Have You Heard? Word of Mouth Empowers Green Behavior Change

2 women chatting over a fence
Good, old-fashioned word of mouth

A recent survey by the Consumer Electronics Association has some fairly depressing statistics (for example, 18 percent of consumers say they discarded electronics devices in the trash during the last year, a six point increase from 2012), but another result caught our eye: according to the survey, “nearly half of consumers (42 percent) first learned how to recycle their old devices by word of mouth from friends, family or co-workers.”

Surprising? Not at all. Study after study shows the importance of friends, family and co-workers on influencing all kinds of behavior. Nielsen’s 2013 survey of trust in advertising channels shows that 84% of respondents say word of mouth from family and friends was the most trustworthy form of persuasion.  For those of us involved in green behavior change, this is good news, since we usually don’t have the budget for Coca-Cola-style mass media campaigns. However, word of mouth still needs to be made simple in order to get your ideas to spread.

So how to design campaigns that enhance the power of friends and family?

To enable word of mouth, we need to reach people, give them the information they need in an appealing, trustworthy and shareable form, and help them to feel that their sharing will be appreciated. A writer for Forbes describes this as the three E’s: Engage, Equip and Empower.

Of course, word of mouth alone cannot create behavior change, but it can be an important tool in a multi-touch campaign. Some questions to ask while designing our environmental behavior change campaigns include:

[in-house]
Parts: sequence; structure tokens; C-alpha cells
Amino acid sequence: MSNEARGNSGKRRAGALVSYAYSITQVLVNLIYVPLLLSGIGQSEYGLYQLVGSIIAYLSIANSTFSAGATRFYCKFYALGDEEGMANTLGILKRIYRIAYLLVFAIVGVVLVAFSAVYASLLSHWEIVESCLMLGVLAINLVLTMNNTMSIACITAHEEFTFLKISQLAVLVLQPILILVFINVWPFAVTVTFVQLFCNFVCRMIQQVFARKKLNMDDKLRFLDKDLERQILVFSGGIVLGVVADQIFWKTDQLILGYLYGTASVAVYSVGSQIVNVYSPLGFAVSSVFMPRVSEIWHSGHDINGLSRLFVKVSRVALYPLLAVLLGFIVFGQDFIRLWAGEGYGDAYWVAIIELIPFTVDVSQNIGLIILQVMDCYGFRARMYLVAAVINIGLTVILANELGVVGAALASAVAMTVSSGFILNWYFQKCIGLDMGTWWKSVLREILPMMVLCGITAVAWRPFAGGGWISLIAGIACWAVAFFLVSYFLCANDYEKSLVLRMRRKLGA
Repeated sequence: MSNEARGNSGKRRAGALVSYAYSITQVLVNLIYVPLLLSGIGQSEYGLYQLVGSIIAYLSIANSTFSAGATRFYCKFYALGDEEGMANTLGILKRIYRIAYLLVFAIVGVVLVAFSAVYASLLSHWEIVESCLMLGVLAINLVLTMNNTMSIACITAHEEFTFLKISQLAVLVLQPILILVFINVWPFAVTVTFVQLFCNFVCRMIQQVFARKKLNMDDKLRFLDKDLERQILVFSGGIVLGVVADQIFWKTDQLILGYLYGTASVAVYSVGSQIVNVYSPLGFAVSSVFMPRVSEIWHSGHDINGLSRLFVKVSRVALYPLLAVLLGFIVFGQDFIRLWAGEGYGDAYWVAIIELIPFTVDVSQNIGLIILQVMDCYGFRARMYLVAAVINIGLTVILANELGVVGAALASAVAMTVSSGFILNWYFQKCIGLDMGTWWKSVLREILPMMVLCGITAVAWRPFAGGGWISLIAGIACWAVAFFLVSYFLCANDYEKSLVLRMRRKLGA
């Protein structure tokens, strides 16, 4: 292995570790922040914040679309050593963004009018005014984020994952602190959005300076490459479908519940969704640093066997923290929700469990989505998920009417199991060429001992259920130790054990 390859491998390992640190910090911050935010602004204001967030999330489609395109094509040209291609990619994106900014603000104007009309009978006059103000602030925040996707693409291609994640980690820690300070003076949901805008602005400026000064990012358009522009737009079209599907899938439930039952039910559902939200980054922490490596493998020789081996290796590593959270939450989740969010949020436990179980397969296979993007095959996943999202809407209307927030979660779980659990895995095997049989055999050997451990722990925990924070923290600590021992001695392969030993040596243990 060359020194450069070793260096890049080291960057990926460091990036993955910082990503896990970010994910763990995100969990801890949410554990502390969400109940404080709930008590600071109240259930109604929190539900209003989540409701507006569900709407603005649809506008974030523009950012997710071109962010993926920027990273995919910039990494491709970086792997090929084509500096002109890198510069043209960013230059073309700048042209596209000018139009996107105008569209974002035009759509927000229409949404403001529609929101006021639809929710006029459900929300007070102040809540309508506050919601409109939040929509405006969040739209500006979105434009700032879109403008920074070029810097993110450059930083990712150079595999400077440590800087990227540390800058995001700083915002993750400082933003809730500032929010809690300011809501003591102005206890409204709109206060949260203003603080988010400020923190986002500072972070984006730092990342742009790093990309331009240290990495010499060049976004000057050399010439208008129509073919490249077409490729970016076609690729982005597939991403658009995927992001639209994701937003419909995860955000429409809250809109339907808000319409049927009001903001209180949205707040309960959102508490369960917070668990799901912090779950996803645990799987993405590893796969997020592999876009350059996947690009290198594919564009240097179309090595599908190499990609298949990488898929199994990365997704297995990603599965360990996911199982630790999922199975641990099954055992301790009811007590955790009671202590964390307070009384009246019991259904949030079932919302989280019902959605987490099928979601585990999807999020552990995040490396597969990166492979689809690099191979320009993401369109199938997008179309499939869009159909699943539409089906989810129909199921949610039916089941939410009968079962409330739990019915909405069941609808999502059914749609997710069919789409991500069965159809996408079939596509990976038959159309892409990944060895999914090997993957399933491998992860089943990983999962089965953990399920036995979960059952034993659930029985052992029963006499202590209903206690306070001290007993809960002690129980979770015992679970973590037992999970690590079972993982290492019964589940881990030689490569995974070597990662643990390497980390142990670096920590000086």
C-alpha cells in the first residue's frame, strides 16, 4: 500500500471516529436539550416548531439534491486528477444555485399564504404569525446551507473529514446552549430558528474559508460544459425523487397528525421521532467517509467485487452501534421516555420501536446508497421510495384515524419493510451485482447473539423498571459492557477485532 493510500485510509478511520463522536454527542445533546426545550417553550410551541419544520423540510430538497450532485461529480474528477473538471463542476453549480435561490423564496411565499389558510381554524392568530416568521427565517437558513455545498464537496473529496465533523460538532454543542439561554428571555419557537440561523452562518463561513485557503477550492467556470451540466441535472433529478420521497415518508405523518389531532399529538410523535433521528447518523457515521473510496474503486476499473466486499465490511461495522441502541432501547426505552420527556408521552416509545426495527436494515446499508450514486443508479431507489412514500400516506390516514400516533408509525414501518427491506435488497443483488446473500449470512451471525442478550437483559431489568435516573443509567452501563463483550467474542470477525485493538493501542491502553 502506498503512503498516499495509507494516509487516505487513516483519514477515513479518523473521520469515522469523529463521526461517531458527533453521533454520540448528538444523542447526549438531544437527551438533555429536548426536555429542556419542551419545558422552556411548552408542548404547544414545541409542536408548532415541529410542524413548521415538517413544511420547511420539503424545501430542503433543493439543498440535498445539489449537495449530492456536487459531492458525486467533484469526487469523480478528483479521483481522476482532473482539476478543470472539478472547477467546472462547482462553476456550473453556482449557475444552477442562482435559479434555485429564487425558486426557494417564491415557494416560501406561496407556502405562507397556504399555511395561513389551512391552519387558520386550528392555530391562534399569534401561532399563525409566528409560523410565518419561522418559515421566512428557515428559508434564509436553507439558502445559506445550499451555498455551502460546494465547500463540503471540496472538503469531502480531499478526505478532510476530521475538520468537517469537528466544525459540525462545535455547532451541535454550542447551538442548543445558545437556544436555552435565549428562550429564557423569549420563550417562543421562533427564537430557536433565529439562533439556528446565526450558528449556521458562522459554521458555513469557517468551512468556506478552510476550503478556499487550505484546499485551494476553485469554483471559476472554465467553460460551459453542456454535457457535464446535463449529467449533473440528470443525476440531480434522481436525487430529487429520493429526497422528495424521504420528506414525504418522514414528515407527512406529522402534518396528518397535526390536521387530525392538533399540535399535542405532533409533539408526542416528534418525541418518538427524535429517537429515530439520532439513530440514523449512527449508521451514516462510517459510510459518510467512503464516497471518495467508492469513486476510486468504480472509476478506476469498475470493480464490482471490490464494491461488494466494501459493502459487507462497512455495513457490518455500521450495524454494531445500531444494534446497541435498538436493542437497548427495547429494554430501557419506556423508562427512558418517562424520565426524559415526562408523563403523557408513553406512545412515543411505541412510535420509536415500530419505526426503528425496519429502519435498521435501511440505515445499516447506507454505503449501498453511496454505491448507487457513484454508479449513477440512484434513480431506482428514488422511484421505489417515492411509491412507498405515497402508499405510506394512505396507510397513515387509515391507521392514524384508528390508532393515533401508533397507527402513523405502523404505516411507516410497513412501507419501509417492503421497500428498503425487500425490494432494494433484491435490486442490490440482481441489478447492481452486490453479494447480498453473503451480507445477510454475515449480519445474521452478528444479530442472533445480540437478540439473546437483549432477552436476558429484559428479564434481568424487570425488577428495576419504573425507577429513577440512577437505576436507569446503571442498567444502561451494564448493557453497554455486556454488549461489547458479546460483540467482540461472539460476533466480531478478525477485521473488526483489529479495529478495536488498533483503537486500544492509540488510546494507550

Are we being clear? Are we using terms that make sense to our audience? As we’ve seen in our research, it’s not a good idea to make assumptions about what people know about waste or water quality.

Are we providing the tools that people need to spread the word? People will be more likely to spread the word if they are equipped with catchy facts, a story, or shareable content.  Is there such a thing as too many facts and data? For spreading messages, the answer is yes.

Have we asked for help?  So simple, but so frequently overlooked. Just by saying “Let your neighbors know …” or “Please Retweet or Share,” your messages are more likely to be spread. Thanking people afterwards is even more powerful.

As we plan for new behavior change campaigns in 2015, the Gigantic team will be focused on fostering the thousands of individual conversations, both off and online, that will move us closer to a sustainable world.  Let’s spread the word!

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